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Government will introduce mandatory evacuation law

After hundreds of residents on the Abaco cays failed to evacuate ahead of Hurricane Dorian, Prime Minister Dr. Hubert Minnis said yesterday that the government will introduce mandatory evacuation legislation when Parliament resumes.

“This is a deadly storm and a monster storm,” he said during a press conference at the National Emergency Management Agency (NEMA) headquarters.

“On two previous occasions, I asked Bahamians to leave the cays and those in West and East End to move to the central [area] of the island.

“Many have not heeded my warning. Many have remained behind, and still there are individuals within the West End area who still refuse to leave.

“I can only say to them that I hope this is not the last time they will hear my voice, and may God be with them.”

He continued, “Unfortunately, today we do not have legislation in place for mandatory evacuations, but as I speak, I can assure all Bahamians that upon our return to Parliament, we will introduce legislation for mandatory evacuations.”

This is not the first time Minnis has expressed the need for the legislation. Two years ago, in the aftermath of Hurricane Irma, Minnis promised movement on such legislation.

When asked yesterday why it has been on the back burner since then, he said, “I am certain as I spoke, that the attorney general would have heard my voice, and if I know my attorney general, he is sitting down at this present time drafting the legislation so that the legislation can be brought in.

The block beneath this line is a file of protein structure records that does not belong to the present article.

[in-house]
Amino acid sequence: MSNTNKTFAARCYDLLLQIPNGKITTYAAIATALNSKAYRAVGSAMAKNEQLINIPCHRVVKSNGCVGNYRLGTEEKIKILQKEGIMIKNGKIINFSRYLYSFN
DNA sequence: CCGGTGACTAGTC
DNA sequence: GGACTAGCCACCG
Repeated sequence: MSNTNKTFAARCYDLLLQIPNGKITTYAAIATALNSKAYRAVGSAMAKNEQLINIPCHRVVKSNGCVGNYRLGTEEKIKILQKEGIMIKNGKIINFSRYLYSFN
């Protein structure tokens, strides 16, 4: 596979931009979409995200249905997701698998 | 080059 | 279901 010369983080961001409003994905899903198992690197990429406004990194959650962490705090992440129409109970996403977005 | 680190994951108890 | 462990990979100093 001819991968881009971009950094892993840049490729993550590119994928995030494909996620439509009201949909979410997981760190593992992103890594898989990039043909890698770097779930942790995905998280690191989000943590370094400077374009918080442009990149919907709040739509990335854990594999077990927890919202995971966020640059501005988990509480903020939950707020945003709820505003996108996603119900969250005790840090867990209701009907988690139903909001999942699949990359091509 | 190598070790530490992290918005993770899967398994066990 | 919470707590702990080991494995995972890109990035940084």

“But Bahamian people now see the necessity. Also, those who were objecting, they now see the necessity of bringing forth this legislation, and I am certain that we will have very minimal objection.”

He added, “There are many legislations that we are drafting and hoping to bring forth.

“…We never anticipated a hurricane of 180 to 200 [miles per hour]. That places legislations in priority. You gave us five years. We will utilize that five years to bring forth the legislations.”

Hurricane Dorian, a category 5 storm with winds up to 180 miles per hour, wreaked havoc on the Abacos yesterday, leveling homes and flooding most of Marsh Harbour.

Officials warned of potential storm surge between 18 and 23 feet above normal sea levels.

Minnis said that a number of Caribbean countries have said that they are ready and willing to assist if necessary. Those countries included Jamaica, Barbados, Saint Lucia and Turks and Caicos.

As of yesterday, Dorian was the second strongest storm on record in the Atlantic.

Minnis, who was emotional during the press conference, said, “This is probably the most saddening and worst day of my life to address the Bahamian people.

“And I just want to say that as a physician, I have been trained to withstand many things, but never anything like this.”

Minnis added, “We’re facing a hurricane, Hurricane Dorian, that we’ve never seen in the history of The Bahamas. Wind velocity as high as 180 miles per hour, with gusts in excess of 200 miles per hour.

“We have some of the best standards of home building within this region, and our homes are built to withstand at least 150 miles per hour, so this will put us to a test that we’ve never confronted before.”

Minister of Education Jeffrey Lloyd announced that government schools on New Providence, Eleuthera, Andros, Abaco and the surrounding cays, Grand Bahama, Bimini and Berry Islands are closed until further notice. This includes the University of The Bahamas.

The Anglican archdiocese announced that Anglican schools on New Providence and Grand Bahama would also be closed until further notice.

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Rachel Knowles

Rachel joined The Nassau Guardian in January 2019. Rachel covers national issues. Education: University of Virginia in Charlottesville, BA in Foreign Affairs and Spanish

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